Allow me to return to my example of the frogs to explain why the history of technology matters most. Put simply, it is obvious that the frogs are there because rice is there and the rice is wet. In order to keep the mosquito population down and generate another source of income, farmers pour frogspawn into the paddy fields in spring, after they have been watered, then harvest the grown frogs and eat them together with the rice. Farmers in this region have continued this cycle since at least the seventeenth century, if not earlier, because they can rely on it, feeling certain about what will happen. The temporality of materials matters as well as how relationships are created within and across time, because history is implanted into the landscape. Technology configures the social relations in that work, since the landscape needs to be kept alive through the seasonal changes, memory of fertilizers, frog breeding, and rice planting. If there had ever been a moment of the absence of history, the farmer would have had to start all this again on his own—discovering and selecting which rice seeds to plant, learning how to make and use a hoe, work the soil, water the fields, construct the dikes and so on.

Figure 2. Rice field in southern China. Licensed from Adobe Stock.

History, the trader, conditions memory. Harbinger history facilitates and enables. It also empowers people. Furthermore, it can turn (or be turned) into a technological determinism, as it carries assumptions that the past must be relived, a point that Kranzberg carefully circumnavigated when pointing out that a system is dependent on its constituent elements. New developments and techniques can jeopardize this very delicate balance of growth and life. Sometimes it even ends in a particular version of living, which actors argue are inevitable environments that cannot be challenged. Trader and harbinger histories are never far apart.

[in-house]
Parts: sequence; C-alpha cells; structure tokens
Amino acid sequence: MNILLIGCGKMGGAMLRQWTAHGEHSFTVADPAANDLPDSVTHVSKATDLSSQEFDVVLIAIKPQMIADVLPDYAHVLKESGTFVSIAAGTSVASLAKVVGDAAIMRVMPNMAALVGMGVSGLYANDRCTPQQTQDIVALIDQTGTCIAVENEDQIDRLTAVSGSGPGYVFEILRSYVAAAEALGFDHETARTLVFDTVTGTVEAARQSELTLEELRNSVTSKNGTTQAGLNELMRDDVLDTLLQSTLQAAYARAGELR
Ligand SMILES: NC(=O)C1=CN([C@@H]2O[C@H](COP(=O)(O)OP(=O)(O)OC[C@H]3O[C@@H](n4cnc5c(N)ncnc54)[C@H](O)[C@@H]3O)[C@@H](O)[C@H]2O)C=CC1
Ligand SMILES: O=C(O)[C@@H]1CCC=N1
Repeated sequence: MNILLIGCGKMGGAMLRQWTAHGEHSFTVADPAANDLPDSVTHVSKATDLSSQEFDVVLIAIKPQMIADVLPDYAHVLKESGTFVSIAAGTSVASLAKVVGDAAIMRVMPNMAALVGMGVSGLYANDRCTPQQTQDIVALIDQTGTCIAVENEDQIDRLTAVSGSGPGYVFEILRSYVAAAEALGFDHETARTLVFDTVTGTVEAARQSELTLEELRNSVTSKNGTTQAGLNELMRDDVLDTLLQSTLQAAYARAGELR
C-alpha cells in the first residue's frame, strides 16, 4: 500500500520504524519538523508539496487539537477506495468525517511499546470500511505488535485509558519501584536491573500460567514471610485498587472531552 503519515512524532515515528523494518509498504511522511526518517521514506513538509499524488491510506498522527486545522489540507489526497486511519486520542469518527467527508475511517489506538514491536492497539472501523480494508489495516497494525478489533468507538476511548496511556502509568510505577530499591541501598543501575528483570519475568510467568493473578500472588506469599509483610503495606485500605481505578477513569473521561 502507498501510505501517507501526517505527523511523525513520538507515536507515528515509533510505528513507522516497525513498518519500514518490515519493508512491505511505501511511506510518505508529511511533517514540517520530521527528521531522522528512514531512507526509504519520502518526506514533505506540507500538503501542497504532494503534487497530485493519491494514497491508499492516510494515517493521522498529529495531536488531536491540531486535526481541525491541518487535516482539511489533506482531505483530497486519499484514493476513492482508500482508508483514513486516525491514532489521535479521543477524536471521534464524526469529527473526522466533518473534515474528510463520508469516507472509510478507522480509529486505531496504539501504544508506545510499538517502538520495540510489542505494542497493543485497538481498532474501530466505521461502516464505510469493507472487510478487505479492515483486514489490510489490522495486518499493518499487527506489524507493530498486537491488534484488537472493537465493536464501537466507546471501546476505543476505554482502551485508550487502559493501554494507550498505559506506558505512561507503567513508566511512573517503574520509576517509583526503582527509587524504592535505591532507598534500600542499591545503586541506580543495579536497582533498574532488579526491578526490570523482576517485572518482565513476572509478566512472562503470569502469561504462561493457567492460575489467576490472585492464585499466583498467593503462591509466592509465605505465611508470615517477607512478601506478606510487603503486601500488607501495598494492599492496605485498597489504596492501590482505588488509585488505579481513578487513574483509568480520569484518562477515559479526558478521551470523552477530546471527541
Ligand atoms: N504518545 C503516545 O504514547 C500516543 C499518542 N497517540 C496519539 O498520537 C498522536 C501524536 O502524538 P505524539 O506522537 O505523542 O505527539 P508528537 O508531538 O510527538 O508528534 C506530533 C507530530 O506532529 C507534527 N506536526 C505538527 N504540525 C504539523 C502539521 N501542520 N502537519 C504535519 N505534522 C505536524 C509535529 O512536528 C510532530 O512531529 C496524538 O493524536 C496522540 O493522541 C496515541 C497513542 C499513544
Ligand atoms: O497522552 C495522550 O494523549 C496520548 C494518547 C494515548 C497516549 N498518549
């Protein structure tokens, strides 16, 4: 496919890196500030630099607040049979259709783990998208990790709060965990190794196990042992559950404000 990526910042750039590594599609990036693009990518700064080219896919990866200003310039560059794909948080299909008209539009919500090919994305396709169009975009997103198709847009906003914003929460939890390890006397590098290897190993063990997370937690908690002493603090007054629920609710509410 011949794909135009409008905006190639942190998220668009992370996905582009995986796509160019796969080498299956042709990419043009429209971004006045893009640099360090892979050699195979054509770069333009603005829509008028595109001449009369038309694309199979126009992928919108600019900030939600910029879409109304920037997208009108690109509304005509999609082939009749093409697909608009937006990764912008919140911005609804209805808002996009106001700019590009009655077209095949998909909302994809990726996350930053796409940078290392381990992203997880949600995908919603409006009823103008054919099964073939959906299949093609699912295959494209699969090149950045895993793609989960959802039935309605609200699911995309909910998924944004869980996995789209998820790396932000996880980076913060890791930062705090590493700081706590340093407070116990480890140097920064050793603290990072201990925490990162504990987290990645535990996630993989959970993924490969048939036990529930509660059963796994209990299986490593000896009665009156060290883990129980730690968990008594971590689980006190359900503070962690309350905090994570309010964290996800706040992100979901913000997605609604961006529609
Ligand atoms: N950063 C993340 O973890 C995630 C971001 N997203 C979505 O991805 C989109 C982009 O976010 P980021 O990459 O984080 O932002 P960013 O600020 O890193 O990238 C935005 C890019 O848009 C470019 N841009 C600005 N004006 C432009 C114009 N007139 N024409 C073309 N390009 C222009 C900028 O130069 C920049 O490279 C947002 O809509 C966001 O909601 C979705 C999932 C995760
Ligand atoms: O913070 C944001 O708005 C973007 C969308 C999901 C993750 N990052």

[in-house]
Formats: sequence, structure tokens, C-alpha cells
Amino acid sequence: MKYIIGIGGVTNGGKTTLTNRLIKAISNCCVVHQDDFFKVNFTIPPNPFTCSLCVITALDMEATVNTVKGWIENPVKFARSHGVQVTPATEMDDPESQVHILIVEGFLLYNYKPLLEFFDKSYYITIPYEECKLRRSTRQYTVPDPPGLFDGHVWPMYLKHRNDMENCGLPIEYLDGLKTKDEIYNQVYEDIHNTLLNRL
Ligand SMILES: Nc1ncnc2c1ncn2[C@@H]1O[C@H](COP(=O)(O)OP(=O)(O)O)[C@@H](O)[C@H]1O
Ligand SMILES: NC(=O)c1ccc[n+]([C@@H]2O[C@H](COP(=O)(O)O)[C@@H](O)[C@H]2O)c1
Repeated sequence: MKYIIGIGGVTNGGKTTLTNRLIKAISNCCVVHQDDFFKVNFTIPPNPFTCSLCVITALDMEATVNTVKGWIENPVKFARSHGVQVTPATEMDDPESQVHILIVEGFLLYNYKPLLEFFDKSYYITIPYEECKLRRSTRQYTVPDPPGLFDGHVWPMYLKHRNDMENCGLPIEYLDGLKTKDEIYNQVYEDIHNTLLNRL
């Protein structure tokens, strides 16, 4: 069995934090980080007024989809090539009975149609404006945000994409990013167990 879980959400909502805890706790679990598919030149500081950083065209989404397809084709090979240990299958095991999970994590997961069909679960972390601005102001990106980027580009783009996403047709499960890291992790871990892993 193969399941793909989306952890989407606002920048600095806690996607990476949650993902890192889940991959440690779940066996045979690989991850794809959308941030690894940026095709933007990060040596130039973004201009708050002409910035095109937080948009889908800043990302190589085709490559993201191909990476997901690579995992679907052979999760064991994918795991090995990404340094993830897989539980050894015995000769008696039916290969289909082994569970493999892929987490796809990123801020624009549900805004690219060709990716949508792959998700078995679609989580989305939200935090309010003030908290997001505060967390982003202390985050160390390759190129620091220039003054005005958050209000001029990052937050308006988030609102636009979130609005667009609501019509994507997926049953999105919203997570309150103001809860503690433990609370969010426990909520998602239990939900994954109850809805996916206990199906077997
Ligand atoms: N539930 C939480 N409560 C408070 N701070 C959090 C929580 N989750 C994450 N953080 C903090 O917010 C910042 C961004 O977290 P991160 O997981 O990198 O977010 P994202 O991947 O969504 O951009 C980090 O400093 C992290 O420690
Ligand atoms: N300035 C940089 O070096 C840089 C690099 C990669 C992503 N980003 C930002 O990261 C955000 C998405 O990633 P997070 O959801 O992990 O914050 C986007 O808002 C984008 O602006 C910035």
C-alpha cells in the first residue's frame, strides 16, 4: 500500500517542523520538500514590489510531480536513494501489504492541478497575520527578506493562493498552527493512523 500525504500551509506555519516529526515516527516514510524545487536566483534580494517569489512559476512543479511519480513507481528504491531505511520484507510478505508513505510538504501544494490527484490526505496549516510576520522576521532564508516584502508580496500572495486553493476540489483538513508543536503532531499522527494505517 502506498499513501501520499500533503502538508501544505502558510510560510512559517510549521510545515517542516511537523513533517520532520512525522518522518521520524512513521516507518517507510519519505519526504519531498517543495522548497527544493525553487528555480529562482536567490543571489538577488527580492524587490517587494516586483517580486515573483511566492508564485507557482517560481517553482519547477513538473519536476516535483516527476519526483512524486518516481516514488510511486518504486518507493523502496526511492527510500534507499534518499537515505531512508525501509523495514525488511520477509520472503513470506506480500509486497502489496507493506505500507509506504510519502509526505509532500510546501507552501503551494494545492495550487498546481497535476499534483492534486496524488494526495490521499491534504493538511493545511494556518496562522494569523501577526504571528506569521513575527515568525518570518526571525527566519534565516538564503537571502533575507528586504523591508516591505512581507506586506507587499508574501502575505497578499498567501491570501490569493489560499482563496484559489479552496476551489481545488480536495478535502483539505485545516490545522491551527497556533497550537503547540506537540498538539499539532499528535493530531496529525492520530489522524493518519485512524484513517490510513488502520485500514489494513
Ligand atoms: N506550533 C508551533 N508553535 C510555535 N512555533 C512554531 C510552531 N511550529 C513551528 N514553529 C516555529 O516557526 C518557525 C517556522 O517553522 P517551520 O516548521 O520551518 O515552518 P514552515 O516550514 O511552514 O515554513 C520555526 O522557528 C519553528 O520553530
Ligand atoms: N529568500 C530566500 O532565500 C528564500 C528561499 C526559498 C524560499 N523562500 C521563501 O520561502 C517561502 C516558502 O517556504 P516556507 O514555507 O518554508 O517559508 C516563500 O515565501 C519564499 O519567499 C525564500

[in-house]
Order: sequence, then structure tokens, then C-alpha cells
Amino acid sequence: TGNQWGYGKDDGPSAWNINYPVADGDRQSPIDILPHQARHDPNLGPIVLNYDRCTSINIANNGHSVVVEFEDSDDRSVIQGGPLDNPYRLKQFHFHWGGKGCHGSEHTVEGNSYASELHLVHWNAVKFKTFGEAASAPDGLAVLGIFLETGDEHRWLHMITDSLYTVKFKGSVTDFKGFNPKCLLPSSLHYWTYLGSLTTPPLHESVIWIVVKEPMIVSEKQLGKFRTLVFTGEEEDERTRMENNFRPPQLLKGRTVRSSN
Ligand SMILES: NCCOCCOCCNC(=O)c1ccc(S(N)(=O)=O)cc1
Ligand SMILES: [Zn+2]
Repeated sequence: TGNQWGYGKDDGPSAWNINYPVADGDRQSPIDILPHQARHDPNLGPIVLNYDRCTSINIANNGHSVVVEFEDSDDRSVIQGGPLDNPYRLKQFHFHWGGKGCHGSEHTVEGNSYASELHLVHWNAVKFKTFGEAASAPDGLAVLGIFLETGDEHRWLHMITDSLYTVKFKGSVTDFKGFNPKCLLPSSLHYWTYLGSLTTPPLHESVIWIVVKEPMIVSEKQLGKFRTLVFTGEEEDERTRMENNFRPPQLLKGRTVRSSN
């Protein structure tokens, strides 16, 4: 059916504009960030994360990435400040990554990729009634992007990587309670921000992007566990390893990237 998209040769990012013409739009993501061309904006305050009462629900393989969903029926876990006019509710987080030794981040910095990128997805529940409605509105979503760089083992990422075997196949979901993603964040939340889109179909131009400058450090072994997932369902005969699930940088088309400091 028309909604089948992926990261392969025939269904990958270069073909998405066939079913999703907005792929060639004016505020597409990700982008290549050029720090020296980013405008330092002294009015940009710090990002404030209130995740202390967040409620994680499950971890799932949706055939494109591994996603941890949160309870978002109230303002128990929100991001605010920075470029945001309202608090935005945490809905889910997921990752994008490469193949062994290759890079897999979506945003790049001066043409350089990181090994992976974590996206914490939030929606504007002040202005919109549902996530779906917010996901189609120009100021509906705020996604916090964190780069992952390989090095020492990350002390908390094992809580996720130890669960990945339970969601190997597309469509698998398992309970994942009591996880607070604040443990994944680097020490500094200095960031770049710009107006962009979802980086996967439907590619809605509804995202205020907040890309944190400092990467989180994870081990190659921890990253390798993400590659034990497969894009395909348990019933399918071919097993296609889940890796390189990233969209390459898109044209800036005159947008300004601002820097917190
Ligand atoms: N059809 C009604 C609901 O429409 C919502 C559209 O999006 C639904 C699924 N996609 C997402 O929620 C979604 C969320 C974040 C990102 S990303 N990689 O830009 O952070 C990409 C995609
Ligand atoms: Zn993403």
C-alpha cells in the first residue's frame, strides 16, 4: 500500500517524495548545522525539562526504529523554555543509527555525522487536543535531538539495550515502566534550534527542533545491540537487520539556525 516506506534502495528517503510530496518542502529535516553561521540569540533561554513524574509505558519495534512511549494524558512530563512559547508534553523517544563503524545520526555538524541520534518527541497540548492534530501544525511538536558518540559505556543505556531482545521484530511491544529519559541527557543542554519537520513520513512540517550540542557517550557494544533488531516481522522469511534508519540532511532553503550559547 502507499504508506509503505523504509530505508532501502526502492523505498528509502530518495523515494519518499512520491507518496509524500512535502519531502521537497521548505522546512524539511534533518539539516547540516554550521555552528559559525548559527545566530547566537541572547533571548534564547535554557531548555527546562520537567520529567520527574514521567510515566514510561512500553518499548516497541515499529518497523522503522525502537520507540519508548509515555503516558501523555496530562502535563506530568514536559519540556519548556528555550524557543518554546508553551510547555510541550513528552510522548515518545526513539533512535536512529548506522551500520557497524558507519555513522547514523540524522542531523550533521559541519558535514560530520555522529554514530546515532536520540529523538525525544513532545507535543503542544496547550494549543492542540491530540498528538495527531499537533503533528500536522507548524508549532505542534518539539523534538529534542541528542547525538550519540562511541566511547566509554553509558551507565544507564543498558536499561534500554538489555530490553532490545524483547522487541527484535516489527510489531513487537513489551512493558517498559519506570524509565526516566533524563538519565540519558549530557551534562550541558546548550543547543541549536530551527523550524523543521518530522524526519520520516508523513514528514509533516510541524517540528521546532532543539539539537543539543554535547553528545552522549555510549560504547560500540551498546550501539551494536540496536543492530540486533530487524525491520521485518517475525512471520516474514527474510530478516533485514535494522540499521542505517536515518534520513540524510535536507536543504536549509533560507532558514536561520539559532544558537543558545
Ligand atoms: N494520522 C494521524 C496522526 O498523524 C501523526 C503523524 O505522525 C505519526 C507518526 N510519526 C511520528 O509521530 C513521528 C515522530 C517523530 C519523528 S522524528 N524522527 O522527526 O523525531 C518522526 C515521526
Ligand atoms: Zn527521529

Finally then, one cannot but think about the three versions of history in ocular terms, as lenses through which to see the varied ways the present is joined to the past. The one point the farmer was really sure about was that the linkage between the history of his land and the technologies he knew and used gave him his identity and pride in his labor. Although he may not have been aware of it, his pride partly rested on the historical work done by a white foreigner. It was Joseph Needham, grand seigneur of Chinese science, whose large-scale collaborative project Science and Civilisation (1954-2016) contributed to a global awareness of the significance of China’s history to the rest of the world, attributing utmost relevance to the history of technologies such as rice farming. Against such positive narratives, we can situate the novelistic approach of George Orwell, who illustrated the power of history’s relation to technology and technology’s relation to history equally—and not without reason—in the allegorical scenario of pigs taking over control in Animal Farm (1945).

One can also certainly perceive the utmost present relevance of history and the utmost relevance of the history of technology by pinpointing the current omnipresence of computers, architecture, infrastructures, transportation systems, or artificial intelligence as the technical structures that create, nurture and yield personal, social and political realities and ideals. Such illustrations of Kranzberg’s Fifth Law might remind us how dangerous it is to think that technologies are inevitable, or that technologies or history are invincible, because such examples also remind us that both history and technology are vulnerable. Since facts are human-made, they can be substituted or drowned by other facts, and reinterpreted. Frequently technology contributes to these things too, since nobody wants to be a considered a Luddite. In other words, history is not an infallible representation of the past. It is an argument about the past shaped by technological means.